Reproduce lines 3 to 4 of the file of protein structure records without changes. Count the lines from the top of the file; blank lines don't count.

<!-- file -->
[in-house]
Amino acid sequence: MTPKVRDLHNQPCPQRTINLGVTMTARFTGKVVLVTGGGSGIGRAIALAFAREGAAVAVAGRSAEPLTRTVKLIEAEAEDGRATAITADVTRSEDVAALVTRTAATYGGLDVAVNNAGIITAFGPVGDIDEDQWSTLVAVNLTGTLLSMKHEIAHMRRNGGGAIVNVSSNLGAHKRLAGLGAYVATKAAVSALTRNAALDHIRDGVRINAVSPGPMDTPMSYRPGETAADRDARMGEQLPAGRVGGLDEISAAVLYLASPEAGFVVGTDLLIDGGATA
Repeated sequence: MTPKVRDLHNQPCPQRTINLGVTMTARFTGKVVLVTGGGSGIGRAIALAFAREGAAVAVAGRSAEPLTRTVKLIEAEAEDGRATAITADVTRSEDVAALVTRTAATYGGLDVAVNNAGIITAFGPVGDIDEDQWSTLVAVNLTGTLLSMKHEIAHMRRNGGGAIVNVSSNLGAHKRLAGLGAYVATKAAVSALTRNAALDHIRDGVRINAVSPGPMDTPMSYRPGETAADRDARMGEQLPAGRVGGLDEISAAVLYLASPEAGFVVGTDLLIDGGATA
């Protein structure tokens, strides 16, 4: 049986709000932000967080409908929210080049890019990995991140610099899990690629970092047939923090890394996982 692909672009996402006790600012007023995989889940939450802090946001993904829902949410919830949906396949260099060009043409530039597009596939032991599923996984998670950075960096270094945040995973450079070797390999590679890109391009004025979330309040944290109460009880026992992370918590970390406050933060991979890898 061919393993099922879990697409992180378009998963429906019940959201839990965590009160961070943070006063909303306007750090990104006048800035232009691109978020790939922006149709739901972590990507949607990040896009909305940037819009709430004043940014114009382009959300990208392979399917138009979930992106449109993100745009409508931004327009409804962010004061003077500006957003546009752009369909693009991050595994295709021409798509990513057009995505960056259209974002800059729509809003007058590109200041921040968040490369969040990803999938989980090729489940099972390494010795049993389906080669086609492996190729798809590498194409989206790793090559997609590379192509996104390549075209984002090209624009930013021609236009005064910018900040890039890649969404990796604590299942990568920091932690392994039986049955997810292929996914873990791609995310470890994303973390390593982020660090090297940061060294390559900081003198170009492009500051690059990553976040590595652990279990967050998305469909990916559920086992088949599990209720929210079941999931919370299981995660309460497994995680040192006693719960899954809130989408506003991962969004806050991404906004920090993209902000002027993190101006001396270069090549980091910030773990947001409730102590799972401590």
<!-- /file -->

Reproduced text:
Repeated sequence: MTPKVRDLHNQPCPQRTINLGVTMTARFTGKVVLVTGGGSGIGRAIALAFAREGAAVAVAGRSAEPLTRTVKLIEAEAEDGRATAITADVTRSEDVAALVTRTAATYGGLDVAVNNAGIITAFGPVGDIDEDQWSTLVAVNLTGTLLSMKHEIAHMRRNGGGAIVNVSSNLGAHKRLAGLGAYVATKAAVSALTRNAALDHIRDGVRINAVSPGPMDTPMSYRPGETAADRDARMGEQLPAGRVGGLDEISAAVLYLASPEAGFVVGTDLLIDGGATA
């Protein structure tokens, strides 16, 4: 049986709000932000967080409908929210080049890019990995991140610099899990690629970092047939923090890394996982 692909672009996402006790600012007023995989889940939450802090946001993904829902949410919830949906396949260099060009043409530039597009596939032991599923996984998670950075960096270094945040995973450079070797390999590679890109391009004025979330309040944290109460009880026992992370918590970390406050933060991979890898 061919393993099922879990697409992180378009998963429906019940959201839990965590009160961070943070006063909303306007750090990104006048800035232009691109978020790939922006149709739901972590990507949607990040896009909305940037819009709430004043940014114009382009959300990208392979399917138009979930992106449109993100745009409508931004327009409804962010004061003077500006957003546009752009369909693009991050595994295709021409798509990513057009995505960056259209974002800059729509809003007058590109200041921040968040490369969040990803999938989980090729489940099972390494010795049993389906080669086609492996190729798809590498194409989206790793090559997609590379192509996104390549075209984002090209624009930013021609236009005064910018900040890039890649969404990796604590299942990568920091932690392994039986049955997810292929996914873990791609995310470890994303973390390593982020660090090297940061060294390559900081003198170009492009500051690059990553976040590595652990279990967050998305469909990916559920086992088949599990209720929210079941999931919370299981995660309460497994995680040192006693719960899954809130989408506003991962969004806050991404906004920090993209902000002027993190101006001396270069090549980091910030773990947001409730102590799972401590």